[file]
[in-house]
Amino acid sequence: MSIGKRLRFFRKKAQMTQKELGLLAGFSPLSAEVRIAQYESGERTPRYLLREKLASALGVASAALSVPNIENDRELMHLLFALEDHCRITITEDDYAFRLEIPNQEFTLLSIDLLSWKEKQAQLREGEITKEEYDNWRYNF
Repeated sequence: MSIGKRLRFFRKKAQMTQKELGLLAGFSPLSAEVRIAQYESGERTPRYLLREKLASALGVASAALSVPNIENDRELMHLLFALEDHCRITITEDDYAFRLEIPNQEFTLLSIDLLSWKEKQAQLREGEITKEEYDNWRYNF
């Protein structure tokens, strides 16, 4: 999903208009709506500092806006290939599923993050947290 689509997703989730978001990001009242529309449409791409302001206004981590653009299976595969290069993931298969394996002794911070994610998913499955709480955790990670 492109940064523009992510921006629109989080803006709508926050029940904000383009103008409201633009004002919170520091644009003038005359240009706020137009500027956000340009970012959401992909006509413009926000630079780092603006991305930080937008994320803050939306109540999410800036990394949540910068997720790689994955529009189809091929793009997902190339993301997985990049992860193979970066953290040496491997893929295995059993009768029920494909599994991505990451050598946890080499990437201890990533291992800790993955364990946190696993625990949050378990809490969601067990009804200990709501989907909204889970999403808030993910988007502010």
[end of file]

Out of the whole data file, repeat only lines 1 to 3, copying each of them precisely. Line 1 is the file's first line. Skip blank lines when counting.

[in-house]
Amino acid sequence: MSIGKRLRFFRKKAQMTQKELGLLAGFSPLSAEVRIAQYESGERTPRYLLREKLASALGVASAALSVPNIENDRELMHLLFALEDHCRITITEDDYAFRLEIPNQEFTLLSIDLLSWKEKQAQLREGEITKEEYDNWRYNF
Repeated sequence: MSIGKRLRFFRKKAQMTQKELGLLAGFSPLSAEVRIAQYESGERTPRYLLREKLASALGVASAALSVPNIENDRELMHLLFALEDHCRITITEDDYAFRLEIPNQEFTLLSIDLLSWKEKQAQLREGEITKEEYDNWRYNF